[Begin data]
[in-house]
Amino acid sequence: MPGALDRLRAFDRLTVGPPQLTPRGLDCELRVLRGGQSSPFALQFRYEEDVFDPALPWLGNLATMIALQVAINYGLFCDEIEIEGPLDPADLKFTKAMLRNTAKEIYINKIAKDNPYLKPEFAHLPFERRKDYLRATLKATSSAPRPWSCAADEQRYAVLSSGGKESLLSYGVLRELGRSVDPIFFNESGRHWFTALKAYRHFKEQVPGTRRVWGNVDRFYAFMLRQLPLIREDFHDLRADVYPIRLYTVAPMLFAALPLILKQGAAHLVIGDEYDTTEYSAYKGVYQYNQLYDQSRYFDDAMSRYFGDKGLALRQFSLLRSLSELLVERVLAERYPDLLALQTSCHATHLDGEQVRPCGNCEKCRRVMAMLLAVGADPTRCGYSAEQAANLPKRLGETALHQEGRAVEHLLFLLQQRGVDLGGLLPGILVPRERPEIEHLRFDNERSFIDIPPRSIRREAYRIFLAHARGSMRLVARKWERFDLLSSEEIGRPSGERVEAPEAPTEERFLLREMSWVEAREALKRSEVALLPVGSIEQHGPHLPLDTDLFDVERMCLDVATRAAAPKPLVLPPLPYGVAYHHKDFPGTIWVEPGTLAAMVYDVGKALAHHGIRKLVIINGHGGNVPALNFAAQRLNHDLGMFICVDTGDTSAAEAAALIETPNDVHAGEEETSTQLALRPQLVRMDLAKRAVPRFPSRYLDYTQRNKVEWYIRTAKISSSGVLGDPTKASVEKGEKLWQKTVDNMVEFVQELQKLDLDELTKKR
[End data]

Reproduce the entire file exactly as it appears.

[in-house]
Amino acid sequence: MPGALDRLRAFDRLTVGPPQLTPRGLDCELRVLRGGQSSPFALQFRYEEDVFDPALPWLGNLATMIALQVAINYGLFCDEIEIEGPLDPADLKFTKAMLRNTAKEIYINKIAKDNPYLKPEFAHLPFERRKDYLRATLKATSSAPRPWSCAADEQRYAVLSSGGKESLLSYGVLRELGRSVDPIFFNESGRHWFTALKAYRHFKEQVPGTRRVWGNVDRFYAFMLRQLPLIREDFHDLRADVYPIRLYTVAPMLFAALPLILKQGAAHLVIGDEYDTTEYSAYKGVYQYNQLYDQSRYFDDAMSRYFGDKGLALRQFSLLRSLSELLVERVLAERYPDLLALQTSCHATHLDGEQVRPCGNCEKCRRVMAMLLAVGADPTRCGYSAEQAANLPKRLGETALHQEGRAVEHLLFLLQQRGVDLGGLLPGILVPRERPEIEHLRFDNERSFIDIPPRSIRREAYRIFLAHARGSMRLVARKWERFDLLSSEEIGRPSGERVEAPEAPTEERFLLREMSWVEAREALKRSEVALLPVGSIEQHGPHLPLDTDLFDVERMCLDVATRAAAPKPLVLPPLPYGVAYHHKDFPGTIWVEPGTLAAMVYDVGKALAHHGIRKLVIINGHGGNVPALNFAAQRLNHDLGMFICVDTGDTSAAEAAALIETPNDVHAGEEETSTQLALRPQLVRMDLAKRAVPRFPSRYLDYTQRNKVEWYIRTAKISSSGVLGDPTKASVEKGEKLWQKTVDNMVEFVQELQKLDLDELTKKR